1972 Chevrolet Corvette Stingray

The Chevrolet Corvette has always embodied the American concept of a classic sports
car. It went into production as the world’s first mass-produced plastic car in 1953 and
since then has continued to prove that Chevrolets do not have to be boring.

The introduction of the Corvette was seen by GM executives as a means of testing new
technology. As an example, the body was to be of fibreglass as used during WWII in
naval patrol boats – hence the choice of the name Corvette. By confining their testing
to a sports car, any adverse problems were seen also as less likely to have any impact
on their saloon market. Development budgets were never large for the Corvette. The
glass fibre bodywork required much lower tooling costs than a steel body and could be
changed quickly. The rest of the car could be sourced from the corporate parts bin.

The body style of early models made them look racy but the same couldn’t be said
about their performance. Being restricted to the use of an ancient six-cylinder engine
with a slight upgrading to 112 kW and a two-speed automatic transmission their
performance didn’t compare with other purpose built sportscars. Even the box chassis
and leaf-sprung back axle dated back to the age of the horse and cart.

Development of the engine to enable a top speed of 193 km/h with acceleration to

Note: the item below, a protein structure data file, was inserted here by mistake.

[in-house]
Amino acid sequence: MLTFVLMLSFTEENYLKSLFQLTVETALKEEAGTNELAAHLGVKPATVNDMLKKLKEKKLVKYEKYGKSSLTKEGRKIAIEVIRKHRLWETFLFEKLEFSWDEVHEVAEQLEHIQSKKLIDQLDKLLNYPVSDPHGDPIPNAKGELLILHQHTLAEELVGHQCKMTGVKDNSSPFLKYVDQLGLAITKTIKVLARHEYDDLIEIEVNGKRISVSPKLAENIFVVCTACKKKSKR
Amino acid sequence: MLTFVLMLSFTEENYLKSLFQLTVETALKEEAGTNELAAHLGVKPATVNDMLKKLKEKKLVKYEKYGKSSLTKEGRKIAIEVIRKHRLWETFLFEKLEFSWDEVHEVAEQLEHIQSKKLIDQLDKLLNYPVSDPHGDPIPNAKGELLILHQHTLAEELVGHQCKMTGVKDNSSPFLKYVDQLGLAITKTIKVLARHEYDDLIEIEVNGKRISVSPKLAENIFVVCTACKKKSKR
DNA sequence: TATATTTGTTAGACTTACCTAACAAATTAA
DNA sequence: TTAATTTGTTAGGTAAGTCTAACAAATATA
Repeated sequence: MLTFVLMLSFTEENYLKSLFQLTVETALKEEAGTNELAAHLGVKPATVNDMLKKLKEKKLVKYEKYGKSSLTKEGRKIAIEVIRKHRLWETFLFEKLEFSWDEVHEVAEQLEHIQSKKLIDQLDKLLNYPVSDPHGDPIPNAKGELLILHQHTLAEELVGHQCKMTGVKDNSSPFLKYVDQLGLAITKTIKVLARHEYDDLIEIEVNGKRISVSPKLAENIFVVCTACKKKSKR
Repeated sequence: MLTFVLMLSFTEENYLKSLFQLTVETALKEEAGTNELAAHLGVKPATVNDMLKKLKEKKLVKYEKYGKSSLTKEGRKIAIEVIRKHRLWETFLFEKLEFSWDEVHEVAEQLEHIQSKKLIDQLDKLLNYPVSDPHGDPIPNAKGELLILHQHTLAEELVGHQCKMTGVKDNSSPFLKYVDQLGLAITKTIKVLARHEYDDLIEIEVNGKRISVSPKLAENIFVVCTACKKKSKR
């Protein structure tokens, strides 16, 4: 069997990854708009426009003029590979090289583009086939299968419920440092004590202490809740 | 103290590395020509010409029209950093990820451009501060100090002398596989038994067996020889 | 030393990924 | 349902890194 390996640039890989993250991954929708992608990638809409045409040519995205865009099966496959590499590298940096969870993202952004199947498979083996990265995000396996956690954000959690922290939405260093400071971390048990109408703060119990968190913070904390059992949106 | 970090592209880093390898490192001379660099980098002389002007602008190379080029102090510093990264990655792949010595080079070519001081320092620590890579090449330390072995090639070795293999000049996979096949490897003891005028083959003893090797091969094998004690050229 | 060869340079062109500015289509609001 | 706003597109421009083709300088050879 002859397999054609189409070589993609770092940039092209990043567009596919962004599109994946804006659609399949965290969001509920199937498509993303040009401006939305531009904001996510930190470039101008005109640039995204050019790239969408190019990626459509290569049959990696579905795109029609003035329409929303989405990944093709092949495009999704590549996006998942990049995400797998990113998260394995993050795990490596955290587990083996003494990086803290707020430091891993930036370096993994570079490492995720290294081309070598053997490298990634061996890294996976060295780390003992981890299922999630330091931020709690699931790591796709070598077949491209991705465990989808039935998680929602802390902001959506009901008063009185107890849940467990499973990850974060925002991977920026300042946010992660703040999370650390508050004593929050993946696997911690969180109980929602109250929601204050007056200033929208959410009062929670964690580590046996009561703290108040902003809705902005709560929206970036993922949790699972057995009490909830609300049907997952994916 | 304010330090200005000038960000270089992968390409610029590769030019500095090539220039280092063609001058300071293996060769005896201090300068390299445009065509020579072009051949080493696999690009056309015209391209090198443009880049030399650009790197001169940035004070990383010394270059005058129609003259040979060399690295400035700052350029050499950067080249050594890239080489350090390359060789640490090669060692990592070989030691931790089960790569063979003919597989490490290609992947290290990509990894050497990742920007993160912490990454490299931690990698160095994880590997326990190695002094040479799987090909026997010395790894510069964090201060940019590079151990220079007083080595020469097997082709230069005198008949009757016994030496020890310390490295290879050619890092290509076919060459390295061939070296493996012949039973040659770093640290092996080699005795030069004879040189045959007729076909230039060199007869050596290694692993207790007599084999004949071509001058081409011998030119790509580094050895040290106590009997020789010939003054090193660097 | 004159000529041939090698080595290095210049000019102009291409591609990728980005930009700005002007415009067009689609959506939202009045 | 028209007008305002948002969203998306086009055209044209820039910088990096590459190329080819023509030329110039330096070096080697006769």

match and then the fitting of a four-speed gearbox in the 1957 model gave the car a
more sprightly performance. Further improvements were constantly planned but, in
most cases, the conservative GM management canned these before they ever got into
production, especially if they were mooted around the same time as safety bodies
raised the question of automotive safety in general.

In 1962 the Corvette went through a major redesign with a new chassis frame, with all-
independent suspension and a new body style, either as a fastback coup‚, with divided-
pane rear window or a convertible. Thus, the Sting Ray was born. Its major weakness
was the fitting of totally inadequate drum brakes but even so it sold well. In 1964 the
Corvette lost its split rear window and the 1963 model became an instant classic.

For 1965 there were disk brakes all round, and the option of a 6.5 litre V8 engine. All
Corvettes were fast but some were faster than others. The all-time muscle car of 1966
offered a range of engines from 5.3 litres and 224 kW to the 7.0-litre model with 317
kW and a massive 628 Nm of torque. The car continued to be gradually changed,
refined in some ways, but made much less special in others. During the early 1970s the
engines were detuned to meet emission requirements and even into the 1980s new
models, still with a fibreglass body, were regularly introduced.


About Alistair Kennedy

Alistair Kennedy is Automotive News Service and Marque Publishing's business manager and the company's jack-of-all-trades. An accountant by profession, he designs the Marque range of motoring book titles, operates the company's motoring bookshop on the NSW Central Coast and the associated web site, as well as its huge digital and hard copy database. Whenever we can escape from the office he does so to cover new vehicle releases and contributes news stories. Alistair's other interests include cricket and family history on which he has written three books.
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